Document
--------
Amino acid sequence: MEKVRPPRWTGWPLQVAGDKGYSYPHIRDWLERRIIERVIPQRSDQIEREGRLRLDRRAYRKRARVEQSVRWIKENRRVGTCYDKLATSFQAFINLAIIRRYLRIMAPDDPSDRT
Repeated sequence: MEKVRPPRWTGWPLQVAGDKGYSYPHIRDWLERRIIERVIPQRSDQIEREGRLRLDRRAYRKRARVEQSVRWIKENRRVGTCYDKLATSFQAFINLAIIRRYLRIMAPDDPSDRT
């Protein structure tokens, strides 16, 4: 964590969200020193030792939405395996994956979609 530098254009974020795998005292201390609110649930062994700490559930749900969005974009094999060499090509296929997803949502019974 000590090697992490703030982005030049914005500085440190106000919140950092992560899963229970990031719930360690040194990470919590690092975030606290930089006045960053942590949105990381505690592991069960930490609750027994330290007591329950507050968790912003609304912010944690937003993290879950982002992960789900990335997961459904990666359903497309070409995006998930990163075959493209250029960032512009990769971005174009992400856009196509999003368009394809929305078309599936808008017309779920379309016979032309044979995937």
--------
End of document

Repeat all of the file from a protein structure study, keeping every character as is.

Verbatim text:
Amino acid sequence: MEKVRPPRWTGWPLQVAGDKGYSYPHIRDWLERRIIERVIPQRSDQIEREGRLRLDRRAYRKRARVEQSVRWIKENRRVGTCYDKLATSFQAFINLAIIRRYLRIMAPDDPSDRT
Repeated sequence: MEKVRPPRWTGWPLQVAGDKGYSYPHIRDWLERRIIERVIPQRSDQIEREGRLRLDRRAYRKRARVEQSVRWIKENRRVGTCYDKLATSFQAFINLAIIRRYLRIMAPDDPSDRT
């Protein structure tokens, strides 16, 4: 964590969200020193030792939405395996994956979609 530098254009974020795998005292201390609110649930062994700490559930749900969005974009094999060499090509296929997803949502019974 000590090697992490703030982005030049914005500085440190106000919140950092992560899963229970990031719930360690040194990470919590690092975030606290930089006045960053942590949105990381505690592991069960930490609750027994330290007591329950507050968790912003609304912010944690937003993290879950982002992960789900990335997961459904990666359903497309070409995006998930990163075959493209250029960032512009990769971005174009992400856009196509999003368009394809929305078309599936808008017309779920379309016979032309044979995937």